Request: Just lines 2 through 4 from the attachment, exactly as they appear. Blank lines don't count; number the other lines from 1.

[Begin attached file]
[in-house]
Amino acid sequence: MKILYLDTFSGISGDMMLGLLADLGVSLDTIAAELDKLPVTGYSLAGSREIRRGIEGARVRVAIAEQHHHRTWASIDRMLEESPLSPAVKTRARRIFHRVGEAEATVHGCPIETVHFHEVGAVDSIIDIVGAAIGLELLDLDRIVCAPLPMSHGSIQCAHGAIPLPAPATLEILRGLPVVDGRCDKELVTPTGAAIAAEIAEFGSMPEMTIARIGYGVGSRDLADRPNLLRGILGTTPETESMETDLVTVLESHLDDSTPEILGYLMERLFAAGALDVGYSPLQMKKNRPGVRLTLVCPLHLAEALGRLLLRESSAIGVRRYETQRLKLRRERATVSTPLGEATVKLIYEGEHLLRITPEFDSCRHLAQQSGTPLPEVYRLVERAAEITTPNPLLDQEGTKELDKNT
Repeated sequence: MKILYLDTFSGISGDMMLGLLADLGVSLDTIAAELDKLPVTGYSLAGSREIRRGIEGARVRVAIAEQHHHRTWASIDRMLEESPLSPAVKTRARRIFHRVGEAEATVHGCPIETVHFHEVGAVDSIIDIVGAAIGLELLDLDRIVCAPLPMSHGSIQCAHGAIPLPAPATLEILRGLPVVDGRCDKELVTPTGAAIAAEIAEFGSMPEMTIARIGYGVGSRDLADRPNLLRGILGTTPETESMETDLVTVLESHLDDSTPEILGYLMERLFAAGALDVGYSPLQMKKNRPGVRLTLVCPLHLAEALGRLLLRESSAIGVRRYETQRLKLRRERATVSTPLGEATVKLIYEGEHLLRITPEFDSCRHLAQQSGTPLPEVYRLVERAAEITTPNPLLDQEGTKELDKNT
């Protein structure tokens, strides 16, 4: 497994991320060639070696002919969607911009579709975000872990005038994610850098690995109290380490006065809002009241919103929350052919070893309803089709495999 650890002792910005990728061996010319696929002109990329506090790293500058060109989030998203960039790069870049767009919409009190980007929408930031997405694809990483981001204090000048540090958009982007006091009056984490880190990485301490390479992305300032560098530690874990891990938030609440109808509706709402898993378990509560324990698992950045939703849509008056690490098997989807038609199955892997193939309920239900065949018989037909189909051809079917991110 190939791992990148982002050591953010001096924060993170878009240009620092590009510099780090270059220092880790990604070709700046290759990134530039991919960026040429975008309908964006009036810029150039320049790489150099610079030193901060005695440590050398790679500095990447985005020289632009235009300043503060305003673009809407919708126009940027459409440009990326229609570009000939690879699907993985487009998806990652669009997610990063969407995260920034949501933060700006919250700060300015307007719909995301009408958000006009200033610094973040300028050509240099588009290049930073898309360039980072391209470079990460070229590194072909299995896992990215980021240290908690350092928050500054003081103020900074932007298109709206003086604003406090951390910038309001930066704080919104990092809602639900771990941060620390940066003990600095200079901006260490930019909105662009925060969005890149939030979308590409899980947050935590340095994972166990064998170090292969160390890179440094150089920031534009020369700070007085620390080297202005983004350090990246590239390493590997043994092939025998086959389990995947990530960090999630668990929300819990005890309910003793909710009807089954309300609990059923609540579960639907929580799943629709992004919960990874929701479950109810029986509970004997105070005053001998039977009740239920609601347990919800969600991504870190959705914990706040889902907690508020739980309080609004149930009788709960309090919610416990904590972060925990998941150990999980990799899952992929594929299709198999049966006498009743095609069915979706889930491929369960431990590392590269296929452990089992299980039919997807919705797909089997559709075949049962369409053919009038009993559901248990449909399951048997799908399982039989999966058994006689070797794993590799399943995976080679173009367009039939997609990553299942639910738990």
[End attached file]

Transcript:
Amino acid sequence: MKILYLDTFSGISGDMMLGLLADLGVSLDTIAAELDKLPVTGYSLAGSREIRRGIEGARVRVAIAEQHHHRTWASIDRMLEESPLSPAVKTRARRIFHRVGEAEATVHGCPIETVHFHEVGAVDSIIDIVGAAIGLELLDLDRIVCAPLPMSHGSIQCAHGAIPLPAPATLEILRGLPVVDGRCDKELVTPTGAAIAAEIAEFGSMPEMTIARIGYGVGSRDLADRPNLLRGILGTTPETESMETDLVTVLESHLDDSTPEILGYLMERLFAAGALDVGYSPLQMKKNRPGVRLTLVCPLHLAEALGRLLLRESSAIGVRRYETQRLKLRRERATVSTPLGEATVKLIYEGEHLLRITPEFDSCRHLAQQSGTPLPEVYRLVERAAEITTPNPLLDQEGTKELDKNT
Repeated sequence: MKILYLDTFSGISGDMMLGLLADLGVSLDTIAAELDKLPVTGYSLAGSREIRRGIEGARVRVAIAEQHHHRTWASIDRMLEESPLSPAVKTRARRIFHRVGEAEATVHGCPIETVHFHEVGAVDSIIDIVGAAIGLELLDLDRIVCAPLPMSHGSIQCAHGAIPLPAPATLEILRGLPVVDGRCDKELVTPTGAAIAAEIAEFGSMPEMTIARIGYGVGSRDLADRPNLLRGILGTTPETESMETDLVTVLESHLDDSTPEILGYLMERLFAAGALDVGYSPLQMKKNRPGVRLTLVCPLHLAEALGRLLLRESSAIGVRRYETQRLKLRRERATVSTPLGEATVKLIYEGEHLLRITPEFDSCRHLAQQSGTPLPEVYRLVERAAEITTPNPLLDQEGTKELDKNT
């Protein structure tokens, strides 16, 4: 497994991320060639070696002919969607911009579709975000872990005038994610850098690995109290380490006065809002009241919103929350052919070893309803089709495999 650890002792910005990728061996010319696929002109990329506090790293500058060109989030998203960039790069870049767009919409009190980007929408930031997405694809990483981001204090000048540090958009982007006091009056984490880190990485301490390479992305300032560098530690874990891990938030609440109808509706709402898993378990509560324990698992950045939703849509008056690490098997989807038609199955892997193939309920239900065949018989037909189909051809079917991110 190939791992990148982002050591953010001096924060993170878009240009620092590009510099780090270059220092880790990604070709700046290759990134530039991919960026040429975008309908964006009036810029150039320049790489150099610079030193901060005695440590050398790679500095990447985005020289632009235009300043503060305003673009809407919708126009940027459409440009990326229609570009000939690879699907993985487009998806990652669009997610990063969407995260920034949501933060700006919250700060300015307007719909995301009408958000006009200033610094973040300028050509240099588009290049930073898309360039980072391209470079990460070229590194072909299995896992990215980021240290908690350092928050500054003081103020900074932007298109709206003086604003406090951390910038309001930066704080919104990092809602639900771990941060620390940066003990600095200079901006260490930019909105662009925060969005890149939030979308590409899980947050935590340095994972166990064998170090292969160390890179440094150089920031534009020369700070007085620390080297202005983004350090990246590239390493590997043994092939025998086959389990995947990530960090999630668990929300819990005890309910003793909710009807089954309300609990059923609540579960639907929580799943629709992004919960990874929701479950109810029986509970004997105070005053001998039977009740239920609601347990919800969600991504870190959705914990706040889902907690508020739980309080609004149930009788709960309090919610416990904590972060925990998941150990999980990799899952992929594929299709198999049966006498009743095609069915979706889930491929369960431990590392590269296929452990089992299980039919997807919705797909089997559709075949049962369409053919009038009993559901248990449909399951048997799908399982039989999966058994006689070797794993590799399943995976080679173009367009039939997609990553299942639910738990």